Ensure Market Street Remains a Pedestrian-Priority Street: Participants broadly supported re- opening Market Street to vehicles with the caveat that Market Street must remain a pedestrian- priority street. Participants identified extremely low vehicle speeds (15 MPH or less) and providing pedestrian-scale amenities (seating, shade, etc.) as key strategies for maintaining Market Street’s commitment to being a pedestrian-oriented space. One group suggested opening cross streets across the Promenade as an alternative approach to re-establishing vehicle traffic on Market Street itself.
Provide Shade throughout Downtown: Participants identified the lack of shade as a large barrier for people walking and recommended that the City systematically plant additional shade trees and/or install shade structures throughout downtown and especially for the Market Street Promenade.
Explore Options for Downtown Parking Policy: Participants expressed interest in working with the City to reexamine the downtown area’s parking policy in order to encourage increased turnover through strategies such as variable pricing of on- and off-street parking; creation of a parking benefits district where collected parking fees would be reinvested in streetscape and safety improvements in the area where the fees are collected; and the establishment of a “park once” strategy for downtown.
Improve Downtown Walkability through Parklets, Wayfinding, & Lighting: Participants identified several strategies to improve downtown’s walkability, including exploring the establishment of temporary, voluntary “parklet” program; installing additional pedestrian-scale lighting; implementing pedestrian-scale wayfinding and signage throughout the downtown area; and improving the lighting and/or painting the ceiling of the central parking garage white to encourage more utilization of off-street parking as a park-once district strategy in the short- term.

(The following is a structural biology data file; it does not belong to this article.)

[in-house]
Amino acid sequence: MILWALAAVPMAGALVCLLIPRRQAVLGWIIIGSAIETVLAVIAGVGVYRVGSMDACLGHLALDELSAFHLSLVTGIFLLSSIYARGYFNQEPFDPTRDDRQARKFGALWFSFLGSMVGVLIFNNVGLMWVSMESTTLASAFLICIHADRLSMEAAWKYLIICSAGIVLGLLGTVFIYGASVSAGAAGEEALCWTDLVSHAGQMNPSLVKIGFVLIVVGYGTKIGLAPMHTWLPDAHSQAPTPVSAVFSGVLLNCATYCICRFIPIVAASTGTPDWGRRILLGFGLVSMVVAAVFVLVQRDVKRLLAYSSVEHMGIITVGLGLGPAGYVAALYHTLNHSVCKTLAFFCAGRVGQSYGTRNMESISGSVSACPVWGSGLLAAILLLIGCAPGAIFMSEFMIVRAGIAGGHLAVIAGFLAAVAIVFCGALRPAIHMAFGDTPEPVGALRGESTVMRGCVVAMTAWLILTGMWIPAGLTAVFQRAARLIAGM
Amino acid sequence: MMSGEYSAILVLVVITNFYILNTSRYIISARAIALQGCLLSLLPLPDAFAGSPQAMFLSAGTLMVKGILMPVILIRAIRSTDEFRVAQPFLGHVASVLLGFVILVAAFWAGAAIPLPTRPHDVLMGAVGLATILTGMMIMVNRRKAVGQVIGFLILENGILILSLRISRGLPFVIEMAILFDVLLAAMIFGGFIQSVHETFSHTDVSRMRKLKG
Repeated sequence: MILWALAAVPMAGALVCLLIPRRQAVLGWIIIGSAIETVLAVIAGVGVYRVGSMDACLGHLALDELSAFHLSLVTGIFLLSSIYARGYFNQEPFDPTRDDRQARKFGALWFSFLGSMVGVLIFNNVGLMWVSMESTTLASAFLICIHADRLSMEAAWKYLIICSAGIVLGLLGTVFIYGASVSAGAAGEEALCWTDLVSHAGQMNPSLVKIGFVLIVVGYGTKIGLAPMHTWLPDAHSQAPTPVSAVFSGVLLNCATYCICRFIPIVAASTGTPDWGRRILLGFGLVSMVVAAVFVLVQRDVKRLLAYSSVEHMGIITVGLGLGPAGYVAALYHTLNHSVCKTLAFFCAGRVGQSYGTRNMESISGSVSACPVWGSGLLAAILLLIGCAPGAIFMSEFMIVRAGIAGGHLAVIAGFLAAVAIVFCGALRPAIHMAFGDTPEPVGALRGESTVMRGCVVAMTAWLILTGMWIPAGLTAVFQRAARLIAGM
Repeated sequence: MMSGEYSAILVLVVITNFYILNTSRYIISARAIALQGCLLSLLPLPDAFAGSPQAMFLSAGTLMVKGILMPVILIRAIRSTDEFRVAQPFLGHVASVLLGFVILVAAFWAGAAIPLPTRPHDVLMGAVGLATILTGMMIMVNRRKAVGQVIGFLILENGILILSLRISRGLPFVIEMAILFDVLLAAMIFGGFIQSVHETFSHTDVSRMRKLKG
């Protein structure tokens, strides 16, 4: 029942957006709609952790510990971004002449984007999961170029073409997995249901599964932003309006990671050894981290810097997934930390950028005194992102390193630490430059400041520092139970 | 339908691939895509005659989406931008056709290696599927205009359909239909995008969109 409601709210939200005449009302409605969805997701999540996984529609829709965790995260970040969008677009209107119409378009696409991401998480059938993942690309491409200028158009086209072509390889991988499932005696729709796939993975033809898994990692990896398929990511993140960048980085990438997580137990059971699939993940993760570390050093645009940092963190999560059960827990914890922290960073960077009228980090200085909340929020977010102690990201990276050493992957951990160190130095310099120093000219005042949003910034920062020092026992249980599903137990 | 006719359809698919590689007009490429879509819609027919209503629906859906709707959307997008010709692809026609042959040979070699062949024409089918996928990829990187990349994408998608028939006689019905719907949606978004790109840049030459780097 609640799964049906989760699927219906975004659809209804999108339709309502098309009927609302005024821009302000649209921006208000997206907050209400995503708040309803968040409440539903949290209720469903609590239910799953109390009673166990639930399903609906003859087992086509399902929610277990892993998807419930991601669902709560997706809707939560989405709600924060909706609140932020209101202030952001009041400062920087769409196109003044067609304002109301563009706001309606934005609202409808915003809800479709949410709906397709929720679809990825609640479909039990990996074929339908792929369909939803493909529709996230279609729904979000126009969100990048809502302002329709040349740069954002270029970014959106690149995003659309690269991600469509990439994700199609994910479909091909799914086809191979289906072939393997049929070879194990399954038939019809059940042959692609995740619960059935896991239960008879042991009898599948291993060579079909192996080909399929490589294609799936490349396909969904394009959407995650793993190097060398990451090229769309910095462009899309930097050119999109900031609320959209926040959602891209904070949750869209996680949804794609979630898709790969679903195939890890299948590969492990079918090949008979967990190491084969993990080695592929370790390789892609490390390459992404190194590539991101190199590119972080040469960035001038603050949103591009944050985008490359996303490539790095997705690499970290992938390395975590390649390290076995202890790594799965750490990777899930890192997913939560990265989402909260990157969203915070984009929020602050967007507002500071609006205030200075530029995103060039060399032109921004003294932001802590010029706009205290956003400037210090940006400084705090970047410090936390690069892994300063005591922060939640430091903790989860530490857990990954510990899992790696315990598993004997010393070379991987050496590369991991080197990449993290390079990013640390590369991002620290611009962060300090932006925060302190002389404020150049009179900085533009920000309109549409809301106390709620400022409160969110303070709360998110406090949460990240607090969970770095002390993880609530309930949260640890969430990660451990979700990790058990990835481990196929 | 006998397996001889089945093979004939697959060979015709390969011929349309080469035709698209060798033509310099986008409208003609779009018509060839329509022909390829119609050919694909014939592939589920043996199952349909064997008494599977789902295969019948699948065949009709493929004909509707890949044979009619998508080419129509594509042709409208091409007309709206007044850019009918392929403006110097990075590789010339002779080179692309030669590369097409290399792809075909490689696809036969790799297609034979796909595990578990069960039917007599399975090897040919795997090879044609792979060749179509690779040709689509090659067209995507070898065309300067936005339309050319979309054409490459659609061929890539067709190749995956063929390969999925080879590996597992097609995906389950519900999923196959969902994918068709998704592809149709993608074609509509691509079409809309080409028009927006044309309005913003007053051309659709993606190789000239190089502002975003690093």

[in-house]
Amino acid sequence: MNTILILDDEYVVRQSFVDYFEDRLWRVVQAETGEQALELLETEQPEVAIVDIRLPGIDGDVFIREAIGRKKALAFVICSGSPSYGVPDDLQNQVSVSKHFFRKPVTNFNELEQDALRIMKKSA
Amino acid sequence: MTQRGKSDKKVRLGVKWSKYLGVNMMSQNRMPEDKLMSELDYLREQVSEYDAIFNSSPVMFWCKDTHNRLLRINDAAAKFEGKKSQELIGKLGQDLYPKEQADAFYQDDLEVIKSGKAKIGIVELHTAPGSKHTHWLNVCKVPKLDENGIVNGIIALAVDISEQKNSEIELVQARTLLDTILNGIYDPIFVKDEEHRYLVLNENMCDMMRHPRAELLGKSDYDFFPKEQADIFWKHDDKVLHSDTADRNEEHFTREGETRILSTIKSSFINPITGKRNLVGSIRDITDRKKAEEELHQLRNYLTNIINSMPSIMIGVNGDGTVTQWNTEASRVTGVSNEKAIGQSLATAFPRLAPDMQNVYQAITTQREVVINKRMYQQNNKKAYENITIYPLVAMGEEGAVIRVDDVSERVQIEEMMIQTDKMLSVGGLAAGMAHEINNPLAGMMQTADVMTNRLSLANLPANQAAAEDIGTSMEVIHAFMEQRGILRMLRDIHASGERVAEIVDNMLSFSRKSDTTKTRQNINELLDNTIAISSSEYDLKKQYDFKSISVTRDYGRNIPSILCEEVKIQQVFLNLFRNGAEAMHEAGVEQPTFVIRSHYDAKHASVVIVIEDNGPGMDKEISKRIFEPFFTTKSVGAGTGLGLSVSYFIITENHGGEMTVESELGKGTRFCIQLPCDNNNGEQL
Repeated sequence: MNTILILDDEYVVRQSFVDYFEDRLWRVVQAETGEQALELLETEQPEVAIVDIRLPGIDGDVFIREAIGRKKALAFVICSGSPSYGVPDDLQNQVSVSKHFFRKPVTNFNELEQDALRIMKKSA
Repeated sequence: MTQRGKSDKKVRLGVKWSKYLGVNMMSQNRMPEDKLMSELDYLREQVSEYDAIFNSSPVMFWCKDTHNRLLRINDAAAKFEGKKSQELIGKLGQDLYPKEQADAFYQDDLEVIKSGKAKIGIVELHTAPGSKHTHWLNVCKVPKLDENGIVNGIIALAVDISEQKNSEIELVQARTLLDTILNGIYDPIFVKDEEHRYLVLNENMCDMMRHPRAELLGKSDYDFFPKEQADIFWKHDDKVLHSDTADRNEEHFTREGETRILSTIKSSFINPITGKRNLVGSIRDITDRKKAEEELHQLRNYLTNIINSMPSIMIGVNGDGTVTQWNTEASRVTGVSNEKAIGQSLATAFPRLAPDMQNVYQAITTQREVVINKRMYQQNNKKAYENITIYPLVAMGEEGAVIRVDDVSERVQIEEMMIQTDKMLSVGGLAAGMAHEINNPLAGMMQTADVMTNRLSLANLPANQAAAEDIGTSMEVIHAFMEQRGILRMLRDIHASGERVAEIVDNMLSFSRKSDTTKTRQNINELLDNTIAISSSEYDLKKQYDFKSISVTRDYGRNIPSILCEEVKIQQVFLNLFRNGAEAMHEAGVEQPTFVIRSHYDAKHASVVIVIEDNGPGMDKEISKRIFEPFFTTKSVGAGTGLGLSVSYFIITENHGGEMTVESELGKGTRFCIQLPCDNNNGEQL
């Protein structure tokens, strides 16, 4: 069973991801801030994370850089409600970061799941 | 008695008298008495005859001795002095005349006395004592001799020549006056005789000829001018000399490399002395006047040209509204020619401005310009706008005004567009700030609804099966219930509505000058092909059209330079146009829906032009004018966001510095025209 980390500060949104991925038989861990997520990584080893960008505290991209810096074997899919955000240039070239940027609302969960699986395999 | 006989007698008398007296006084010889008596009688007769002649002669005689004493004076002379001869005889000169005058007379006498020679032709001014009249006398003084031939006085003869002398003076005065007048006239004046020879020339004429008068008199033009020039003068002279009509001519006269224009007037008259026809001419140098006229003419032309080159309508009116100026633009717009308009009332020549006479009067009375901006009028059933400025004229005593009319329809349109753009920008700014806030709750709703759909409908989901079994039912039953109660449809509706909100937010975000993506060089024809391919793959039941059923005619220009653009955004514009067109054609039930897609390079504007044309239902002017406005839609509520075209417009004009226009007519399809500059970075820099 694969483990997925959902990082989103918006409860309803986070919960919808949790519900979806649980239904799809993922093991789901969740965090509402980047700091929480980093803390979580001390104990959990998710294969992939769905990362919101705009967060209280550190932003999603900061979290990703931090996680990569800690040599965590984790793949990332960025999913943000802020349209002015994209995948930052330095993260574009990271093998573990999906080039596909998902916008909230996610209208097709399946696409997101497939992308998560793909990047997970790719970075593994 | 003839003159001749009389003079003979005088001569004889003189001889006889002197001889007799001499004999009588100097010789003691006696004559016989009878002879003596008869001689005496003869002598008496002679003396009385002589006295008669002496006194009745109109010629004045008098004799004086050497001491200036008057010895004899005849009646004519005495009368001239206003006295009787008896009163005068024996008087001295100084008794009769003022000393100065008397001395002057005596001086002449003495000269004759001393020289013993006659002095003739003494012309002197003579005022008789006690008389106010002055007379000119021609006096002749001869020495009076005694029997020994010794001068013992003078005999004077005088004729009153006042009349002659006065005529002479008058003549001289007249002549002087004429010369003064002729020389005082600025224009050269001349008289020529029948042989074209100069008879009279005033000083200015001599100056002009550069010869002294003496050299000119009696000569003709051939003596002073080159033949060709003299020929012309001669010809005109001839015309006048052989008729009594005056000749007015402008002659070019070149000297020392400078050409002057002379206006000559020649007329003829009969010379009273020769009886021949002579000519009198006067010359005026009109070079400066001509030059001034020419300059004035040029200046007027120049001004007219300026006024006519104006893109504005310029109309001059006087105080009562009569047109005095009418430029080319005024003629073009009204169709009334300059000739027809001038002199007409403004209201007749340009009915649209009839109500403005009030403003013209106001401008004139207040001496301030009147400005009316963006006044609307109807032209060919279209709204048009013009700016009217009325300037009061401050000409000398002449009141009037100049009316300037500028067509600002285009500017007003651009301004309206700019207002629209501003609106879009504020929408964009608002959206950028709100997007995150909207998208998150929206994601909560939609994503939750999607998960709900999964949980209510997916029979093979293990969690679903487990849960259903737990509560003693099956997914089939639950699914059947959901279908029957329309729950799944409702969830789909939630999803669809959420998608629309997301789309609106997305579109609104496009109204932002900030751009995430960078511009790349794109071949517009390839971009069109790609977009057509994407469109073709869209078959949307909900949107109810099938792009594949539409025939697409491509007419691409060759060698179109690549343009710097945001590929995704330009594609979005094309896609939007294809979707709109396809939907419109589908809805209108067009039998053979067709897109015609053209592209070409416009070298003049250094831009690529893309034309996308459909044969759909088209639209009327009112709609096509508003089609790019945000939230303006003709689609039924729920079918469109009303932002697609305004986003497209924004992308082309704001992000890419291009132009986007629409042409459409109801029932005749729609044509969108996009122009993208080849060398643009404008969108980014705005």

MORE INFORMATION — See the report for an overview of safety conditions in downtown, complete input by the group, recommendations by the California Walks and SafeTREC team – and a complete list of all the people, businesses and organizations who contributed to this workshop and report.
Thank You to the many participants who gave their time, energy and expertise for this project. Thank You to the workshop presenters and facilitators: The California Walks and SafeTREC team and Cheryl Brinkman from San Francisco MTA.
And a very special Thank You! to Shasta Living Streets members, business sponsors and supporters whose contributions make projects like this possible. Thank You to the Northern C’s Cal Alumni Club our community partner for this project.